Popfly, Microsoft's 2-year-old development tool for creating applications, mashups and Web pages, will shut down in mid-August.
Originally intended to provide programming tools for those with little to no programming experience, Popfly let users snap together code "blocks" to create applications and Web sites. Elements such as video, pictures and news feeds could be combined on a page without the user needing to get down and dirty with the code.
However, Microsoft decided that it needed to retrain its gaze on other areas, particularly in light of a financially unspectacular 2009. Its upcoming earnings call on July 23 will likely offer more evidence that the company is battling severe economic headwinds as it seeks to compete on multiple fronts against Google, Apple and other IT giants.
"With Popfly, Microsoft set out to do something new, and made some really great progress and learned a lot of lessons that we will apply to our (software plus services) offerings and developer tools," the company wrote in a July 16 statement published on the TechFlash blog. "However, like many companies, the economic situation has caused us [to] refocus and to revaluate our priorities; while successful and popular, Popfly is not part of our refocused strategy."
John Montgomery, head of the Popfly team, also posted his own statement about the application's demise.
"On August 24, 2009, the Popfly service will be discontinued and all sites, references and resources will be taken down," Montgomery wrote in a July 16 Popfly corporate blog post. "At that time, your access to your Popfly account, including any games and mashups you have created, will be discontinued."
Montgomery mentions alternate venues for those seeking to create applications and games: Microsoft Web Platform Installer for Web applications, Microsoft XNA or Microsoft Kodu for Xbox programming and Microsoft Express for those who want to continue Windows programming.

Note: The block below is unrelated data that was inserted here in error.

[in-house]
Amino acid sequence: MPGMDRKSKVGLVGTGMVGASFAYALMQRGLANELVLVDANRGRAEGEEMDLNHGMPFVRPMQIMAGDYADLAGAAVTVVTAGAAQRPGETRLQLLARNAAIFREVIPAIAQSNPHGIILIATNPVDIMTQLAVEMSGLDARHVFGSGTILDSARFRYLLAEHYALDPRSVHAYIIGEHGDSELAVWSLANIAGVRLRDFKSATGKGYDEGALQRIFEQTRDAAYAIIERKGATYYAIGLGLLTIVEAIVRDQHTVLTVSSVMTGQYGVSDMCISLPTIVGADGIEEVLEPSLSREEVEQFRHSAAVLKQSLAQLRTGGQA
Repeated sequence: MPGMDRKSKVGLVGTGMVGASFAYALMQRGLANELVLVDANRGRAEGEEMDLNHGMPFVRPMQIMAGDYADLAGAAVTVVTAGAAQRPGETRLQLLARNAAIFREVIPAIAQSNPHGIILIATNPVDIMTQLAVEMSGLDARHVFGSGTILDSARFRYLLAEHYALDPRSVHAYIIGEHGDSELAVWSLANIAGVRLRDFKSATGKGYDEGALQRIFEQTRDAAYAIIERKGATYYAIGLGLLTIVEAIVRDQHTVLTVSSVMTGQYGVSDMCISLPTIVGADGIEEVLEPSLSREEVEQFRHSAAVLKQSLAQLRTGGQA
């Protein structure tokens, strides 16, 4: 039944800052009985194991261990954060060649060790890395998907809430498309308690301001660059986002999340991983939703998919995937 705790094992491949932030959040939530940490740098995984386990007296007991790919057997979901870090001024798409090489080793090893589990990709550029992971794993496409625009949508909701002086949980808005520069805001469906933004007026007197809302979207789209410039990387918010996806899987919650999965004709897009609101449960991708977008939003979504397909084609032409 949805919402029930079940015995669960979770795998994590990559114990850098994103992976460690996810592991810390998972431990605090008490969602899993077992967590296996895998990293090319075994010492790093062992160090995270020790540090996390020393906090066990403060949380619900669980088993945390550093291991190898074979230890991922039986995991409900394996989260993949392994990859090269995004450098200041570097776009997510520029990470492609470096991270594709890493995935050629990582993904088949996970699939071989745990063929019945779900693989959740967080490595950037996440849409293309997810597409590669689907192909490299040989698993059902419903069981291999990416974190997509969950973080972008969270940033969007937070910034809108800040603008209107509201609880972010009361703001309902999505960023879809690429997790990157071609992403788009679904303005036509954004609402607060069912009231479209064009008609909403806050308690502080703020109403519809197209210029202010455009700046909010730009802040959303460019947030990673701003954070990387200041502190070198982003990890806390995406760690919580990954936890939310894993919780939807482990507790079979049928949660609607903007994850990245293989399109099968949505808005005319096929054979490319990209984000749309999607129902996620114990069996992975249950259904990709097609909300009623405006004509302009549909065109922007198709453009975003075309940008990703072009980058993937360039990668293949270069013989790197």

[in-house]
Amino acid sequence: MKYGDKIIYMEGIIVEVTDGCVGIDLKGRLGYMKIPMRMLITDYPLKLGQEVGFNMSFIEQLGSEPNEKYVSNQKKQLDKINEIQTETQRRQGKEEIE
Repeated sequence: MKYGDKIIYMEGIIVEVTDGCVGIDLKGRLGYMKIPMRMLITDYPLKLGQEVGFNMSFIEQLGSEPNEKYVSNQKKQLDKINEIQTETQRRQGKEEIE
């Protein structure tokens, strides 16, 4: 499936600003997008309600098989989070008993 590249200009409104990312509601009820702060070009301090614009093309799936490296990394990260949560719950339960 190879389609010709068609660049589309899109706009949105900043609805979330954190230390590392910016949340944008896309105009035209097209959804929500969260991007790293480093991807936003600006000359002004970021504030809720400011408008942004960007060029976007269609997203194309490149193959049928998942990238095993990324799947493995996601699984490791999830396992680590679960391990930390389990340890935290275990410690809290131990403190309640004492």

In a 2007 interview with eWEEK, Montgomery discussed the difficulties of applying Popfly to the enterprise.
"It's a hard problem," Montgomery said. "If you look at the history of Web services, those intranet scenarios were you pull the data out of your ERP system, and to push together the data you have in your proprietary sales database and to update your HR database ... to actually create those things [is] complicated."
He continued, "Some day I hope to be able to put the same type of easy-to-use interface on top of it. But the state of the services themselves isn't there yet. And the state of some fundamental tricky problems, like authentication, nonrepudiation, reliability of the messaging and things like that, [is] not ripe for the plucking yet."
Even as Microsoft concentrates its corporate energies on launching several flagship platforms and applications, including Windows 7 and Office 2010, it has been just as merciless in killing certain other products and services in its stable.
Among the casualties was Microsoft's Windows Live Butterfly program, which provided a forum for IT pros to test betas ahead of their public release, and which was shut down on July 1. And Microsoft Encarta, the company's encyclopedia software, was shut down after 16 years, as its market share had been steadily eroding in the face of competition from collaborative (and free) online encyclopedias such as Wikipedia and Knol.
Microsoft is no doubt hoping that the much-maligned Windows Vista operating system will be eclipsed by Windows 7 when it is released on Oct. 22. Leaving nothing to chance, Microsoft is planning a worldwide push for Windows 7 that includes substantial discounts and price cuts for consumers and for the enterprise.